“Solution” did ‘solve’ a terminology problem at least: what do you call software, hardware, maintenance, training etc. “Package” might have worked, but was too tangible. “Approach” was too vague. In any case “IT solutions” however much an oxymoron have escaped into the wild, kind of like starlings, and now is here to stay. “Software Architect” seems more of problem. I get that networks have an architecture, at least in the metaphorical sense. They do require design and structure, and they are intended to fulfill a ‘program’ in at least a couple of ways. You lay out and design an architecture, and that tells you how to build the infrastructure for the network. But does having architecture really instantiate an architect.?

Maybe it’s Miesonly used figuratively. “Kitchener: Architect of Victory” comes up on Google Scholar with a quick search, and that’s meant as a sort of an upmarket synonym for “planner.” I admit “planner of Victory” would be a pretty feeble squib. The figurative use seems most plausible with some kind of tangible effort, usually of historical significance. Perhaps the first person who makes a completely digital brain deserves the term cogno-neuro-science architect, but figuring out where the routers go or which firewall to buy?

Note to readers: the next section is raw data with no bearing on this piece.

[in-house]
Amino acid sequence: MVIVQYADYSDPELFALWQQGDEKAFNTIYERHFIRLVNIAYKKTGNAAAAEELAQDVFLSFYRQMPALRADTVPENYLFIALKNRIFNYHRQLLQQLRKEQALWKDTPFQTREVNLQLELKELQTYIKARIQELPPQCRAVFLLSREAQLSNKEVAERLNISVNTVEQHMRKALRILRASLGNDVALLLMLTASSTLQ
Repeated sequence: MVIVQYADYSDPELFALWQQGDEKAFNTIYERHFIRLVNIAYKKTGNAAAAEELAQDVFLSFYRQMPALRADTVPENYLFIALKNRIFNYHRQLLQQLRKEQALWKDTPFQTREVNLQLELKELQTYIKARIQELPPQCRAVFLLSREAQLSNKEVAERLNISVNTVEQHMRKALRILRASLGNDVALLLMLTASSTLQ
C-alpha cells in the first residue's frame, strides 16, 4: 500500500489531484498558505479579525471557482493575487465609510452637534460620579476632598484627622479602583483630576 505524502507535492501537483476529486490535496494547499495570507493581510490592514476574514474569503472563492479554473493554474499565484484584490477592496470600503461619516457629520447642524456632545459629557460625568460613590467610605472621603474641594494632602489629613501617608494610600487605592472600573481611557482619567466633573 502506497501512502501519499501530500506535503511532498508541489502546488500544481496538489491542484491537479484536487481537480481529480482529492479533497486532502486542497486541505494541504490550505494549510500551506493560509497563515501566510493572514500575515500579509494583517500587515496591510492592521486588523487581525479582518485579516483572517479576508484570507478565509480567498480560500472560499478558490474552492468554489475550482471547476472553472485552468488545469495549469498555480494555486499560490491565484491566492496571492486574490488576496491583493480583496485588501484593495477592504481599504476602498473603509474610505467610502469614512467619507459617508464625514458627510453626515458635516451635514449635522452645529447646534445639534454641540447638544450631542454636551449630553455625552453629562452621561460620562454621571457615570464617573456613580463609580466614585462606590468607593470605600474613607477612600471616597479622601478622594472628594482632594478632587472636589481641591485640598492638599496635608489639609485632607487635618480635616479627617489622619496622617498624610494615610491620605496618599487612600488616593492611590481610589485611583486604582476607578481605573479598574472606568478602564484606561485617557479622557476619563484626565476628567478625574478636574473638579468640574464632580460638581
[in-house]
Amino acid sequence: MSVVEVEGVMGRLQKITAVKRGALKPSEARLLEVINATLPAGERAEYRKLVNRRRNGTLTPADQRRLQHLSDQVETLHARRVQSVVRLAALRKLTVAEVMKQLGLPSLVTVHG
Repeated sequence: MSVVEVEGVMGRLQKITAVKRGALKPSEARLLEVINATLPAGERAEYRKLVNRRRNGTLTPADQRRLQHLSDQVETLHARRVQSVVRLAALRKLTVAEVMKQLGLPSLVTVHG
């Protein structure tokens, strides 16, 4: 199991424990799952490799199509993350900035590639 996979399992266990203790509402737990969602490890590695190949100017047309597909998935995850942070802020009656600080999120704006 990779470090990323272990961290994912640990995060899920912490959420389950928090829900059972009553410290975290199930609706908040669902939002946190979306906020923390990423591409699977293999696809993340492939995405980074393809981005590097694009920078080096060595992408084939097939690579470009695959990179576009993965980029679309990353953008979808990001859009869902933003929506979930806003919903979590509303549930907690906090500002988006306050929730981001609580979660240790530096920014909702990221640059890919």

If the ‘architects’ of the virtual are here to stay, and they probably are, then it does raise the question what to call architects of the real? “Architecture architect”? “Building architect”? “IRL architect”? “Architect of atoms (not bits).” “Architect: The Original™–accept no substitute? Now I’m off to be breakfast architect.